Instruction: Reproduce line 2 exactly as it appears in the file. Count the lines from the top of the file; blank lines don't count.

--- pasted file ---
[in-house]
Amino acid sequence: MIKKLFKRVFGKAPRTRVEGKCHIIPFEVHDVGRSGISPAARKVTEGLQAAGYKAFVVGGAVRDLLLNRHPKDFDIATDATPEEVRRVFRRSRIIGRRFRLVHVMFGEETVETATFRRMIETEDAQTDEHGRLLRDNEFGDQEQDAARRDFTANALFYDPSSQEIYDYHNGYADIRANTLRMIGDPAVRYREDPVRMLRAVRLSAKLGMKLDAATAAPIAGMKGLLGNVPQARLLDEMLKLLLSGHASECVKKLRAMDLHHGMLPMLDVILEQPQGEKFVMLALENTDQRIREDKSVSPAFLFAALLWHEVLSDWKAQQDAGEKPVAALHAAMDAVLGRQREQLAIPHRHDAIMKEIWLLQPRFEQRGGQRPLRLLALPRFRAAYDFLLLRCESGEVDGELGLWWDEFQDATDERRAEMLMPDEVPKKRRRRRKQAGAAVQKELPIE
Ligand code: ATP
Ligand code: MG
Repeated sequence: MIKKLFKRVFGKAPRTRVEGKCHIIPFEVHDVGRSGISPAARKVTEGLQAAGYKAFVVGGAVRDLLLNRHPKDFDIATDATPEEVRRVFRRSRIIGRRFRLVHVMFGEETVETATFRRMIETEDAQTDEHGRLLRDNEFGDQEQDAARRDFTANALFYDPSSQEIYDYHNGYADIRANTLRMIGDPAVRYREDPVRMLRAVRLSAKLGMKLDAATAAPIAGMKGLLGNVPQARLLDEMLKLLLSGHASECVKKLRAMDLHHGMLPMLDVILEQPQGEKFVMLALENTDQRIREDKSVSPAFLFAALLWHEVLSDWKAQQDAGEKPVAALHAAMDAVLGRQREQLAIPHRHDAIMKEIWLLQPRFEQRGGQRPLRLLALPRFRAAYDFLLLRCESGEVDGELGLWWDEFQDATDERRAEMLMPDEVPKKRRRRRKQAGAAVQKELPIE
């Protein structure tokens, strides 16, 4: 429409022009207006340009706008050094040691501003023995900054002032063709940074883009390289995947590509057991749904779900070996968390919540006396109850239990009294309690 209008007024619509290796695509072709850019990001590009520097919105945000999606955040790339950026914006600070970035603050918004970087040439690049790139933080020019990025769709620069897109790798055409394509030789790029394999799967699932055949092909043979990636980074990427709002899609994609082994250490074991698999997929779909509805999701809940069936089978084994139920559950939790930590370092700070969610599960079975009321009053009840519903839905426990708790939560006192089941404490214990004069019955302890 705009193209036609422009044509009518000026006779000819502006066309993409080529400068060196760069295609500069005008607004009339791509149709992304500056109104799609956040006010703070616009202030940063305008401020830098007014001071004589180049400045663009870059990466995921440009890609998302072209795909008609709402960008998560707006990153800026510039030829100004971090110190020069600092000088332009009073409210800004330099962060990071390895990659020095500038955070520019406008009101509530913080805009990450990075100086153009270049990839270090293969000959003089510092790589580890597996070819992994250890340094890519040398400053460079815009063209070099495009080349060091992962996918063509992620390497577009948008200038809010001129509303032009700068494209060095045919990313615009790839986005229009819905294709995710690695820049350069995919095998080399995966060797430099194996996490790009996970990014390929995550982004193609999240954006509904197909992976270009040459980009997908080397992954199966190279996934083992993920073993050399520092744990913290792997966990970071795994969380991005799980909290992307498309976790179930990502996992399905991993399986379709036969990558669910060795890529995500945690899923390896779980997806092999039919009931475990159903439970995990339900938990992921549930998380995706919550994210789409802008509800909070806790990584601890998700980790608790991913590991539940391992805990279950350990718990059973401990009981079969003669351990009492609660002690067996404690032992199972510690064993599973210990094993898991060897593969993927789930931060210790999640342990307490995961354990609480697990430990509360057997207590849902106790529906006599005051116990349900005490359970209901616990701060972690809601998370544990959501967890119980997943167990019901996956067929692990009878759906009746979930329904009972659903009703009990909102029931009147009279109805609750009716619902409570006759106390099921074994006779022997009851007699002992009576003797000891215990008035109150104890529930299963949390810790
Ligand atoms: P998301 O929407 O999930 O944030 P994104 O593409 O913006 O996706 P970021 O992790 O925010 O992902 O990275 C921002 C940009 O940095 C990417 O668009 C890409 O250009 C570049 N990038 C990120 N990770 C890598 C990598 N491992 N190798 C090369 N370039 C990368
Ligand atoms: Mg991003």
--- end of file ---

Amino acid sequence: MIKKLFKRVFGKAPRTRVEGKCHIIPFEVHDVGRSGISPAARKVTEGLQAAGYKAFVVGGAVRDLLLNRHPKDFDIATDATPEEVRRVFRRSRIIGRRFRLVHVMFGEETVETATFRRMIETEDAQTDEHGRLLRDNEFGDQEQDAARRDFTANALFYDPSSQEIYDYHNGYADIRANTLRMIGDPAVRYREDPVRMLRAVRLSAKLGMKLDAATAAPIAGMKGLLGNVPQARLLDEMLKLLLSGHASECVKKLRAMDLHHGMLPMLDVILEQPQGEKFVMLALENTDQRIREDKSVSPAFLFAALLWHEVLSDWKAQQDAGEKPVAALHAAMDAVLGRQREQLAIPHRHDAIMKEIWLLQPRFEQRGGQRPLRLLALPRFRAAYDFLLLRCESGEVDGELGLWWDEFQDATDERRAEMLMPDEVPKKRRRRRKQAGAAVQKELPIE